Hongkongers participate in a 2014 vigil marking the 25th anniversary of the Tiananmen Square massacre in Victoria Park.
By Patrick McShane
In these occasional reports, Digital Privacy News examines the fallout of China’s national security law on Hong Kong.
Every year, for more than three decades now, hundreds of thousands of people in Hong Kong have come together on the evening of June 4.
They flock to the city’s sprawling Victoria Park to commemorate the massacre of students by China’s People’s Liberation Army (PLA) in Beijing’s Tiananmen Square.
Continue reading “Will Beijing Let Hong Kong Ever Hold a Tiananmen Square Memorial Again?”
By Robert Bateman
Facebook has released a “Corporate Human Rights Policy” on how the company manages privacy, freedom of expression, discrimination and other matters across its platforms.
But experts told Digital Privacy News that the policy failed to address core issues with Facebook’s business model, such as targeted advertising and algorithmic decision-making.
For instance, Facebook promises in the policy — published in March — to commit to U.N. human rights standards, “protect privacy” and publish annual reports on its human rights impact.
“The new Corporate Human Rights Policy, which Facebook promises to continually build as a living document, lacks discussion of the company’s primary profit center — advertising — or its business development plans,” said Peter Micek, general counsel at the global human rights organization Access Now.
Continue reading “Experts: Facebook’s Human Rights Policy Lacks Key Commitments”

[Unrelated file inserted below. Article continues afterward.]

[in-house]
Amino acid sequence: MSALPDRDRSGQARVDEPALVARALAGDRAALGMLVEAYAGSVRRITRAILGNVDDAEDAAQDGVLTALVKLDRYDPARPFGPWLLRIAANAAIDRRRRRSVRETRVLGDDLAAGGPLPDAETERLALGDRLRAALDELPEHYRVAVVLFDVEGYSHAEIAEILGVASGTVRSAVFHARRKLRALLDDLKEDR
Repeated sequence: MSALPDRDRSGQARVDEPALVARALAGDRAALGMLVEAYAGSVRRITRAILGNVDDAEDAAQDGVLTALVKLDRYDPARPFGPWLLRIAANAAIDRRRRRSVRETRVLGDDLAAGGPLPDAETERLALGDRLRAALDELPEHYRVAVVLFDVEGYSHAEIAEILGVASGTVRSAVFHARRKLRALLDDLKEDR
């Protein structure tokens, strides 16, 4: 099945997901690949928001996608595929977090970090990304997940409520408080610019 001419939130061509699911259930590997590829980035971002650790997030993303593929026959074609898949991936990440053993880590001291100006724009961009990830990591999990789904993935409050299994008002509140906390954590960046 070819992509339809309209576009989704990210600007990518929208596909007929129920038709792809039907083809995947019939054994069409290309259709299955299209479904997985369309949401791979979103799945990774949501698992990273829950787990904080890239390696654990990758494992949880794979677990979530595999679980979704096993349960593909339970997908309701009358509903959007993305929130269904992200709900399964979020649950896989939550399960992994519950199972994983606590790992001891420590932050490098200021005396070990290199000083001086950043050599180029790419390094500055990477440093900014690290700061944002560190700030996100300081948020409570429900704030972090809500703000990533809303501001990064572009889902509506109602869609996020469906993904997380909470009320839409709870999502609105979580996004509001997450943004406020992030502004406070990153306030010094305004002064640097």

‘Different Agencies Shouldn’t Be Releasing Criminal Record Data’
By Mukund Rathi
Last of three parts. (First part here. Second part here.)
Even if criminal records legally are expunged, the data may remain online.
This affects individual rights, according to a study released in January by Sarah Lageson, assistant professor at the Rutgers University School of Criminal Justice; Elizabeth Webster, assistant professor at Loyola University Chicago, and Juan Sandoval, doctoral student at the University of California Irvine.
In this final interview, the researchers told Digital Privacy News of technological solutions and legal reforms that could protect privacy while respecting First Amendment protections of free speech and freedom of the press.
Continue reading “Q&A: Researchers Juan Sandoval, Elizabeth Webster and Sarah Lageson”
By Aishwarya Jagani
As India moves forward with its much-awaited Personal Data Protection Bill (PDPB), privacy critics fear that “backdoor clauses” could allow the government access to data without consent and could create a feckless oversight board whose members would serve the whim of officials.
“The two biggest flaws are the lack of independence of the Data Protection Authority and the several ‘backdoor clauses’ contained within the PDPB,” Rohin Garg of the Internet Freedom Foundation (IFF), a privacy-rights organization in New Delhi, told Digital Privacy News.
Even B.N. Srikrishna, a retired India Supreme Court judge who led the committee that drafted the first version of the bill in 2018, attacked exemptions legislators since have added, telling Digital Privacy News that the bill now could “slide into an Orwellian state.”
Continue reading “Privacy Critics Attack ‘Backdoor Clauses’ in Proposed India Data Bill”
France, Belgium Battle EU on Key Law
By Robert Bateman